Kellogg's eighteen94 capital leads $2m seed funding round in Bright Greens: 'We are very impressed with the innovative form factor'

By Elaine Watson contact

- Last updated on GMT

Bright Greens' frozen smoothie cubes come in four variants: Bright Blueberry, Mintergreen, Peaches & Green and Pineapolis
Bright Greens' frozen smoothie cubes come in four variants: Bright Blueberry, Mintergreen, Peaches & Green and Pineapolis

Related tags: Finance, Fruit

Plant-based frozen smoothie maker Bright Greens has raised $2m in a seed round that was led by Kellogg’s venture fund eighteen94 capital, supported by early stage investment group Blu Venture Investors, and closed through CircleUp.

Bright Greens makes its frozen smoothie cubes - to which consumers add hot water and shake - in a facility just outside Detroit where it blends fruits and vegetables and flash freezes them. The products are sold in selected Whole Foods stores and 1,000+ Kroger stores.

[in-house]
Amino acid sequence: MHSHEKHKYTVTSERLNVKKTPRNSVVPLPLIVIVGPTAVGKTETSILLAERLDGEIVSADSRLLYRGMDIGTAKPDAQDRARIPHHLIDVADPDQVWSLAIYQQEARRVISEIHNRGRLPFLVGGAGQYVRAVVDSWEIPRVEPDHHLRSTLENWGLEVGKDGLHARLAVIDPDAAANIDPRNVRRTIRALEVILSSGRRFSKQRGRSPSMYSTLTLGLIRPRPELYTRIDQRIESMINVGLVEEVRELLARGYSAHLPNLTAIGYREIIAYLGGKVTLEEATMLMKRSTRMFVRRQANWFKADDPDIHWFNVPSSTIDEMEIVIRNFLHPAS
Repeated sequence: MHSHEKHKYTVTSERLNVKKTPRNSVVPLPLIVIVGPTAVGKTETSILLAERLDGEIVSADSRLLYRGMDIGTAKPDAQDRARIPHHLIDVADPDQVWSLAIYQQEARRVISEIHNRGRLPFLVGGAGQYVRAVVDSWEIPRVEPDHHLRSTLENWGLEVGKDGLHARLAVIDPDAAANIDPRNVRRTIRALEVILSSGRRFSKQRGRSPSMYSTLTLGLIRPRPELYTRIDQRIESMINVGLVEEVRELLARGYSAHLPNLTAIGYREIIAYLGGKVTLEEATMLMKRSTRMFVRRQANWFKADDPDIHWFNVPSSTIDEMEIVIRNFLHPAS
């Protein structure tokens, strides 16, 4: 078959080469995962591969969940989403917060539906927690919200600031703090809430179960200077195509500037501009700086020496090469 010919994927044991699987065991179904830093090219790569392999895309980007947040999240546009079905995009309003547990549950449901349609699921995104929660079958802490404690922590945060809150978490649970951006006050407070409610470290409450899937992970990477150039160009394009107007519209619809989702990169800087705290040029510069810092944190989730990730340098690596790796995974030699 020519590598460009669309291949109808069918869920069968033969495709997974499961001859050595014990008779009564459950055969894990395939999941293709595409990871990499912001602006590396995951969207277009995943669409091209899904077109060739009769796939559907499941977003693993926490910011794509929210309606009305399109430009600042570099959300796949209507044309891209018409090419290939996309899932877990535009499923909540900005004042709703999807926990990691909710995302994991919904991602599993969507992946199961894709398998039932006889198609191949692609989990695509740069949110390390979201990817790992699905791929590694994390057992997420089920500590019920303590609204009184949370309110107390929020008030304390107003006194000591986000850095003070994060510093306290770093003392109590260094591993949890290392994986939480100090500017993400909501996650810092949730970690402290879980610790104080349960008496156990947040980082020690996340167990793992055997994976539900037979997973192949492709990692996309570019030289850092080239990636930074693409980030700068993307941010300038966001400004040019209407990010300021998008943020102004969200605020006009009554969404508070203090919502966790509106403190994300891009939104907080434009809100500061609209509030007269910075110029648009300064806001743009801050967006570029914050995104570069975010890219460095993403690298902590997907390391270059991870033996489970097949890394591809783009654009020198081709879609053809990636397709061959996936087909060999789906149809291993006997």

Founded in 2015 by Brian Mitchell, who started the company in Washington DC-based food incubator Union Kitchen, Bright Greens​ is “reimagining the smoothie, making it more convenient for consumers to get their fruits and vegetables,"​ said Simon Burton, managing director of eighteen94 capital,​ who is joining Bright Greens' board.

"We are very impressed with the innovative form factor Brian developed, and we see enormous potential for Bright Greens given the demand for convenience in our culture."

The cash injection will be used for product development, sales and marketing, and expanding the Bright Greens team, said Mitchell.

The move follows eighteen94 capital's investment in Moringa superfood brand Kuli Kuli​ in January.   

BrightGreens-range
Bright Greens claims its smoothies are a better option than juice as “when you juice fruits, you lose some of the nutrients and all of the fiber, while concentrating the sugars.”

Related topics: Manufacturers

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